- Cooperation direction : In a horizontal joint venture , the partner (s) are active in the same industry , in vertical joint ventures the partners are active on upstream or downstream stages of the value chain . If the partners come from related industries, there is a concentric joint venture , while conglomerate joint ventures consist of partners from completely different industries.
In addition, the literature on cooperation distinguishes between the “contractual joint venture” and the “equity joint venture”. While the “contractual joint venture” is merely a cooperation agreement without the establishment of a new company, with the “equity joint venture” the partners take on both management responsibility and financial risk.
Benefits and dangers
The partner companies pursue complementary or partially identical objectives, through which, however, temporarily occurring diverging objectives and changing interests cannot be excluded. Joint ventures can achieve economies of scope because complementary resources, skills and competencies are bundled. Also, synergies and economies of scale can be exploited in joint ventures. The capital requirement is reduced for the individual partner, which lowers the entrepreneurial risk. Even for partners who only bring know-how to the joint venture, there can be a learning effect (new knowledge of foreign markets, competitive mentality). You can secure entry into a foreign market (procurement or sales market) that would not be possible or would be difficult without cooperation. Joint ventures can therefore remove a (governmental or economic) market entry barrier.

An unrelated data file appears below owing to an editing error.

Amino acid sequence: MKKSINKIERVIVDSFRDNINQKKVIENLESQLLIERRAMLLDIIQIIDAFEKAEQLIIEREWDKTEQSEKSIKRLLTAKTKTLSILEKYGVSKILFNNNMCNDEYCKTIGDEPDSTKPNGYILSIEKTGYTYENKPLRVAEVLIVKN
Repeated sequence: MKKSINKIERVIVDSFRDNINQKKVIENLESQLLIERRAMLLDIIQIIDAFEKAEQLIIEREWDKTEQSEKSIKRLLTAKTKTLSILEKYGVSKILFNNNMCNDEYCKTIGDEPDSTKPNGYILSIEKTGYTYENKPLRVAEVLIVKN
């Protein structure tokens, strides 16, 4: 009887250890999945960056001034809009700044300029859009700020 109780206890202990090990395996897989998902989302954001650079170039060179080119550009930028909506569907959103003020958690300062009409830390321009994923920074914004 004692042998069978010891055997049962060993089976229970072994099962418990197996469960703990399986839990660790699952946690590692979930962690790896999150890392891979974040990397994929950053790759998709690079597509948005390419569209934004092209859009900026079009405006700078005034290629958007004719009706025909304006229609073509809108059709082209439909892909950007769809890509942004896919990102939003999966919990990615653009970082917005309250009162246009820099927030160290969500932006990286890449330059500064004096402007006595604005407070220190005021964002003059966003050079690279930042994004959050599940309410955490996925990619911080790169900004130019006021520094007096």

Because of the lack of a capital majority, the partners are dependent on mutually coordinated action; Decisions require a great deal of coordination. In the event of a conflict, this can lead to lengthy negotiations and disputes. These disadvantages add to the instability of some joint ventures. The distribution of profits is usually provided according to the ratio of the capital shares. However, a risk can arise from the fact that the country in which the joint venture is domiciled later prohibits the distribution of profits to the foreign partner company ( transfer stop ) or even expropriates the equity stake . The following are therefore decisive for the establishment of joint ventures abroad:
- the degree of legal security ,
- the extent of direct government intervention ,
- the efficiency and reliability of the authorities ,
- the possibilities of profit transfer ,
- foreign import regulations .